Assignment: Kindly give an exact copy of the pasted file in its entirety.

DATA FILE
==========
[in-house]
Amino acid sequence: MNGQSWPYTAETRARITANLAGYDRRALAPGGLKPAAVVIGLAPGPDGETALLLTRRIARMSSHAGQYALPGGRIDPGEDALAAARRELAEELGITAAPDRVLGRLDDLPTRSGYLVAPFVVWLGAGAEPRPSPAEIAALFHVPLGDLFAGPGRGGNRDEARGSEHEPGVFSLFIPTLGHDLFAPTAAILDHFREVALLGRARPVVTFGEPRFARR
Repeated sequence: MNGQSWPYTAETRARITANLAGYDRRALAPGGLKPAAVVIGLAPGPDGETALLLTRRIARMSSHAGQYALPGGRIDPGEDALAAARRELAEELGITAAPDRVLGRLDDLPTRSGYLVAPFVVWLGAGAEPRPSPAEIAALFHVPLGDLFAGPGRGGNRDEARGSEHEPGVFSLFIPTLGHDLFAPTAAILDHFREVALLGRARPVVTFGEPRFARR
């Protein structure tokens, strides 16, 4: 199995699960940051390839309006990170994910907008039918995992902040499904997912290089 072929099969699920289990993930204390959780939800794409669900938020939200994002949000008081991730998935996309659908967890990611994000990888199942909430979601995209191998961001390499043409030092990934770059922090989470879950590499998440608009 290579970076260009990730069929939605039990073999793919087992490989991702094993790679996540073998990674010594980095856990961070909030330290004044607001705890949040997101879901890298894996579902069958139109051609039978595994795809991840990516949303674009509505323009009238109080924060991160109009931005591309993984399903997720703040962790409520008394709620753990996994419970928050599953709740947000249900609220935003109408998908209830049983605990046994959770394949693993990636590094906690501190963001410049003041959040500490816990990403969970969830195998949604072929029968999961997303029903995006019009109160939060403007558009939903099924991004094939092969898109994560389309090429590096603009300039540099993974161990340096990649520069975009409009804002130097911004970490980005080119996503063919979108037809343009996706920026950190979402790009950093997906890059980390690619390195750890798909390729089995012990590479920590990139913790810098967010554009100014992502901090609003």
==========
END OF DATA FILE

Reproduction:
[in-house]
Amino acid sequence: MNGQSWPYTAETRARITANLAGYDRRALAPGGLKPAAVVIGLAPGPDGETALLLTRRIARMSSHAGQYALPGGRIDPGEDALAAARRELAEELGITAAPDRVLGRLDDLPTRSGYLVAPFVVWLGAGAEPRPSPAEIAALFHVPLGDLFAGPGRGGNRDEARGSEHEPGVFSLFIPTLGHDLFAPTAAILDHFREVALLGRARPVVTFGEPRFARR
Repeated sequence: MNGQSWPYTAETRARITANLAGYDRRALAPGGLKPAAVVIGLAPGPDGETALLLTRRIARMSSHAGQYALPGGRIDPGEDALAAARRELAEELGITAAPDRVLGRLDDLPTRSGYLVAPFVVWLGAGAEPRPSPAEIAALFHVPLGDLFAGPGRGGNRDEARGSEHEPGVFSLFIPTLGHDLFAPTAAILDHFREVALLGRARPVVTFGEPRFARR
């Protein structure tokens, strides 16, 4: 199995699960940051390839309006990170994910907008039918995992902040499904997912290089 072929099969699920289990993930204390959780939800794409669900938020939200994002949000008081991730998935996309659908967890990611994000990888199942909430979601995209191998961001390499043409030092990934770059922090989470879950590499998440608009 290579970076260009990730069929939605039990073999793919087992490989991702094993790679996540073998990674010594980095856990961070909030330290004044607001705890949040997101879901890298894996579902069958139109051609039978595994795809991840990516949303674009509505323009009238109080924060991160109009931005591309993984399903997720703040962790409520008394709620753990996994419970928050599953709740947000249900609220935003109408998908209830049983605990046994959770394949693993990636590094906690501190963001410049003041959040500490816990990403969970969830195998949604072929029968999961997303029903995006019009109160939060403007558009939903099924991004094939092969898109994560389309090429590096603009300039540099993974161990340096990649520069975009409009804002130097911004970490980005080119996503063919979108037809343009996706920026950190979402790009950093997906890059980390690619390195750890798909390729089995012990590479920590990139913790810098967010554009100014992502901090609003």